• a description of how people can present their views
    • a statement of the period the proposal is open for comments
  • Make the summary of proposal widely available
  • Allow people to present their views to HBRC ensuring that they have a reasonable opportunity to do so and know how and when this opportunity will be available to them
  • Allow people to present their views by audio link or audio-visual link, or as agreed.

HBRC may also request advice or comment from a Council officer or any other person.

Where HBRC is required to use the special consultative procedure as part of making or amending bylaws, the statement of proposal must include:

  • A draft of the proposed bylaw, or the proposed amendment of the bylaw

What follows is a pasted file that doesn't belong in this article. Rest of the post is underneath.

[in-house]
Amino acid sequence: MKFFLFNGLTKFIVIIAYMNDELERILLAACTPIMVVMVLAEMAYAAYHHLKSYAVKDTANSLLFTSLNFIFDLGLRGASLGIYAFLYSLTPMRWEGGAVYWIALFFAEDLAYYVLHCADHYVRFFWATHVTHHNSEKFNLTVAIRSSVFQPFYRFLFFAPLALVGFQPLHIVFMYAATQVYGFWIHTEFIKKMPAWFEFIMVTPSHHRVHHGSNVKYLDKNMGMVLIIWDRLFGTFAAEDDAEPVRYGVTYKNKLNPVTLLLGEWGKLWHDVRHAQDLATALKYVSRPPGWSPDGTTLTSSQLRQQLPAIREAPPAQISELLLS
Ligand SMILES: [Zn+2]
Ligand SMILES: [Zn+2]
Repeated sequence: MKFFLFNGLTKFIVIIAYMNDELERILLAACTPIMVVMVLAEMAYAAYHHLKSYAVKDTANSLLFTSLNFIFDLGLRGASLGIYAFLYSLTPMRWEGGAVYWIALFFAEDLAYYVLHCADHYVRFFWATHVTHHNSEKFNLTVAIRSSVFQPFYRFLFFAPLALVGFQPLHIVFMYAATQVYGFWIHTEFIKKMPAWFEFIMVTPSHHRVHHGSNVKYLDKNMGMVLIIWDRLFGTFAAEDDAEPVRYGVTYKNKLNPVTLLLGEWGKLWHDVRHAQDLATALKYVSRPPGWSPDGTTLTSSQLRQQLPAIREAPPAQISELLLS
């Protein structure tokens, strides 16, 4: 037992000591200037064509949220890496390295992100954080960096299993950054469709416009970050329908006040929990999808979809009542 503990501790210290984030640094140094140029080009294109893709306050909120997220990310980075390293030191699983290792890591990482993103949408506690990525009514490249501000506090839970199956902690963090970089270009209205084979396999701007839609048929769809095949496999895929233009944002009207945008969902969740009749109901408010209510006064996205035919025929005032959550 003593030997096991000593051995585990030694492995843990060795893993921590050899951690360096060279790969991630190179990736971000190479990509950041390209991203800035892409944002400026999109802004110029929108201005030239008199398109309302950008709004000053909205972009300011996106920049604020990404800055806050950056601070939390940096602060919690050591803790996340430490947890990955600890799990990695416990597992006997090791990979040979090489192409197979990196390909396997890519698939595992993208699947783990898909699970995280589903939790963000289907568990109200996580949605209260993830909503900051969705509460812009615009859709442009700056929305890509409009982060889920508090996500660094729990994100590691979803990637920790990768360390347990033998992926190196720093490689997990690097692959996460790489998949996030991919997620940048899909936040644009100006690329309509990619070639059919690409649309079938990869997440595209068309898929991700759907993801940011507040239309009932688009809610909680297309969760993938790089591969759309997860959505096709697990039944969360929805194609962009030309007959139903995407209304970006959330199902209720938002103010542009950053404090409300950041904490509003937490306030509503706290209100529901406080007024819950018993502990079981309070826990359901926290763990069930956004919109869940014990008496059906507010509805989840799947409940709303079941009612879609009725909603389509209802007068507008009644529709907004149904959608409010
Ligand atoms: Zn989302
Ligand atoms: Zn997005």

• The reasons for the proposal
  • A report on any determinations made under the Act on whether a bylaw is appropriate.

Where HBRC is required to or chooses to use the special consultative procedure, the statement of proposal is a draft of any plan, policy or similar document or in any other case a detailed statement of the proposal which must include:

  • The reasons for the proposal
  • An analysis of options
  • Any other relevant information.

Statement on the Development of Māori Capacity to Contribute to Decision Making Processes

Under the Local Government Act 2002, a local authority must establish and maintain processes to provide opportunities for Māori and foster Māori capacity to contribute to the decision-making processes of the local authority.

This statement sets out the avenues to develop Māori capacity to contribute to Council’s decision-making processes.

Regional Planning Committee